I heard a quote a while back that I whole heartedly believe; “it is harder to kill stronger people!”
I couldn’t agree more with that statement, but how does that apply towards weapons training? It goes without saying that coming from a physically centric special operation community this is pretty much a no brainer, but I’m surprised by how it doesn’t appear to be the same for folks across the board. Combat is a physical act, it doesn’t matter if it is for personal defense, in the performance of your duties or what uniform you wear. Fortune doesn’t just favor the bold…it favors the prepared.
The aspect of physical fitness/prowess and how it applies towards a specific skill such as shooting a pistol shouldn’t be too difficult to figure out. I see a lot of techniques out there that flat out don’t or go against muscle recruitment. A lot of people will ask me how can they become a better shooter, for most the answer is pretty simple. Practice the fundamentals until you cannot get them wrong. But, then I usually will tell a shooter with decent skills to just get stronger.
If you were to break down something as simple as the firing grip and the muscle groups that support a powerful grip it would stand to reason that it would be helpful and not harmful if you developed those muscle groups. A good powerful grip that cascades up the grip and is secure throughout the firing cycle is a good thing. It is also one of the major errors we see during our diagnostics, a breakdown of grip integrity. Don’t get me wrong, a hulking grip will not make you a better shooter, however a good shooter with a hulking grip will be surprised by their improvements.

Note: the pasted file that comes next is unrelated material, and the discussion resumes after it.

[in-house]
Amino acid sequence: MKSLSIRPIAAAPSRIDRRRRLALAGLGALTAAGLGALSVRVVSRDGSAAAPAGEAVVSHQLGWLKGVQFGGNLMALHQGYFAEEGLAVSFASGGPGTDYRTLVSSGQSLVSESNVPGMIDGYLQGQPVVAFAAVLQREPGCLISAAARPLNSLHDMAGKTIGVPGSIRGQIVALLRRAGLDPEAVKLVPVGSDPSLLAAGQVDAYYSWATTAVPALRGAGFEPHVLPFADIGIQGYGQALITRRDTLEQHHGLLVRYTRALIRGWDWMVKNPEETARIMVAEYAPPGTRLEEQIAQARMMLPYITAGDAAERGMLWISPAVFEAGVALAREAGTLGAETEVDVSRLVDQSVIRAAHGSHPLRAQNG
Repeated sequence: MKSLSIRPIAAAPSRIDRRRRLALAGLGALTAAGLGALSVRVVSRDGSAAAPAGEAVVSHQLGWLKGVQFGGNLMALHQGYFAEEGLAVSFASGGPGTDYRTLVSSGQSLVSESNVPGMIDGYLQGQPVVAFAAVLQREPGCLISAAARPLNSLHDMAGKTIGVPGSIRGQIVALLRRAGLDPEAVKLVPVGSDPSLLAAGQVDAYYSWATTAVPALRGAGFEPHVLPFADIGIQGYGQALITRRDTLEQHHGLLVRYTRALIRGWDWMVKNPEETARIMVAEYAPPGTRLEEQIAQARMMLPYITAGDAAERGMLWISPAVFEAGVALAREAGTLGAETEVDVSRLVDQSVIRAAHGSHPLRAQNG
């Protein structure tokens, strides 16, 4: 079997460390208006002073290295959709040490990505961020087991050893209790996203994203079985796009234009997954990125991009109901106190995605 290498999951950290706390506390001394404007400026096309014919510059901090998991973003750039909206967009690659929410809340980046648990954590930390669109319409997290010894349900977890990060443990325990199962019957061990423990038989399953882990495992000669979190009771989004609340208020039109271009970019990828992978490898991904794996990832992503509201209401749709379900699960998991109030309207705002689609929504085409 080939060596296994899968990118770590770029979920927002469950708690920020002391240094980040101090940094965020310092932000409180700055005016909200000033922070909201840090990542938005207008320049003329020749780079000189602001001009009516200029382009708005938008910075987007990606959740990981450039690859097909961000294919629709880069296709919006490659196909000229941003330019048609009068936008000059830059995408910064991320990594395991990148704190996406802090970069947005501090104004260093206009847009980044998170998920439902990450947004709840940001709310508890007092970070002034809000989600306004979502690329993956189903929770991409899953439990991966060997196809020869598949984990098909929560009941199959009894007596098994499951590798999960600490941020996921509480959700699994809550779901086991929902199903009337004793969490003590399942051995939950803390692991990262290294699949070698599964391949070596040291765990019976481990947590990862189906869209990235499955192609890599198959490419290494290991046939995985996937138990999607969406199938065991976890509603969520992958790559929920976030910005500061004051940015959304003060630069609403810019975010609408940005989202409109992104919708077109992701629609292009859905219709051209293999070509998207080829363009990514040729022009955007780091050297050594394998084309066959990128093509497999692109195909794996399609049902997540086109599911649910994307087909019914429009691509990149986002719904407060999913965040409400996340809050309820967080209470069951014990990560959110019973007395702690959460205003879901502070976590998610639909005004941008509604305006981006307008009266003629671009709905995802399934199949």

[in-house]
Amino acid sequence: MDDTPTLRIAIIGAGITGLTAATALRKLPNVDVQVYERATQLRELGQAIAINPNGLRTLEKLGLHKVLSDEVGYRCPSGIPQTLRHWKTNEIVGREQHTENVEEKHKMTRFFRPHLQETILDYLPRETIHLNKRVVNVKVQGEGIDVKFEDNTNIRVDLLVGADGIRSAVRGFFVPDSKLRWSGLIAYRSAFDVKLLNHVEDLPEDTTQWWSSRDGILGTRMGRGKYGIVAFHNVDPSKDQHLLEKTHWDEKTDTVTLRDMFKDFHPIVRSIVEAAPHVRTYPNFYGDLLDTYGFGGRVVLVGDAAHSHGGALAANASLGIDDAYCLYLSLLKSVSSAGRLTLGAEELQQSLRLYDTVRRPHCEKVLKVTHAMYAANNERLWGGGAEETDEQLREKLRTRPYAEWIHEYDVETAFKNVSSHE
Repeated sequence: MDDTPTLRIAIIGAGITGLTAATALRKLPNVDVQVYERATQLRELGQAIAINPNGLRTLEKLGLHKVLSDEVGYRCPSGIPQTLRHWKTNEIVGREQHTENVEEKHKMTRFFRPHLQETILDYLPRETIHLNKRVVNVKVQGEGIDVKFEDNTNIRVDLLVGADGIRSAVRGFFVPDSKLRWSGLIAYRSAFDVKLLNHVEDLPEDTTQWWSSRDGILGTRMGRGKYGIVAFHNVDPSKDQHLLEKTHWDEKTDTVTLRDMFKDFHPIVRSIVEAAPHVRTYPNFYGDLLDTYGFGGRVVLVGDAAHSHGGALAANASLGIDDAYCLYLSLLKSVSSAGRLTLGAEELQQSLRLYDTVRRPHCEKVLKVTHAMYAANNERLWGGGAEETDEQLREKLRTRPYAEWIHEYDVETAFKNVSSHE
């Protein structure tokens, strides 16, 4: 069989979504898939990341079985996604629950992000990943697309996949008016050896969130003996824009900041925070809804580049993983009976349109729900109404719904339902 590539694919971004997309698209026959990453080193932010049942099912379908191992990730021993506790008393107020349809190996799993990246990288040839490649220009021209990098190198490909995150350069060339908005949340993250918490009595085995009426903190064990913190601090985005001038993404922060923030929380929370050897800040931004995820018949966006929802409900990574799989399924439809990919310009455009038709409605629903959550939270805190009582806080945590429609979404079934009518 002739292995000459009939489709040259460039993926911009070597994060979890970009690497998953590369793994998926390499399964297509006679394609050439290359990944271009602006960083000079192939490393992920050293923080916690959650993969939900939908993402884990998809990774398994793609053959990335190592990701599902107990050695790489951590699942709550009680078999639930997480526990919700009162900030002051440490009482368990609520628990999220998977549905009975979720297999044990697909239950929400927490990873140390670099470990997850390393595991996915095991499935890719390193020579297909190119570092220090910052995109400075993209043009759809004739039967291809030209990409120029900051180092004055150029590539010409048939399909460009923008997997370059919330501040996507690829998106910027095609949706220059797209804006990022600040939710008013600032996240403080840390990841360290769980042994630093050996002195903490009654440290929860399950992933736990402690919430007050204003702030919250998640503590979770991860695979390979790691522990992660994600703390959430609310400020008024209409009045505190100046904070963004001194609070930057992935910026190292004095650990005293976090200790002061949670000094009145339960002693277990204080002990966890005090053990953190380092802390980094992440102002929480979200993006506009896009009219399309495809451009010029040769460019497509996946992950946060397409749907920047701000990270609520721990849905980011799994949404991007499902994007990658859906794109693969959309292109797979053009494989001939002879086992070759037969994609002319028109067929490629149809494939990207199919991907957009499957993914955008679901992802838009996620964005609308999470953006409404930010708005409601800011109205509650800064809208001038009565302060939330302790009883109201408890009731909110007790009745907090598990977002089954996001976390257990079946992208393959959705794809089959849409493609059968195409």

But, I digress. We run a drill in our level two pistol class that has moderate physical exertion in the form of push-ups. The drill has you alternating between performing push-ups then firing a course of fire. Performance objectives are simple, 100% accuracy as fast as possible. Overall, we see a couple of different levels of performance; those who put forth an effort to be strong, those who think they have and then those who “forgot” what it means to put the effort in. The drill gives some important insight into physical capacity. We use it to collect metrics and establish a baseline for performance, but I see it as a wake up call to some folks.
We all have to live with our physical limitations, whether it be from injury, age or availability, but physical prowess is an important part of life. It’s not a macho thing, its a way of life and again, it’s harder to kill stronger people.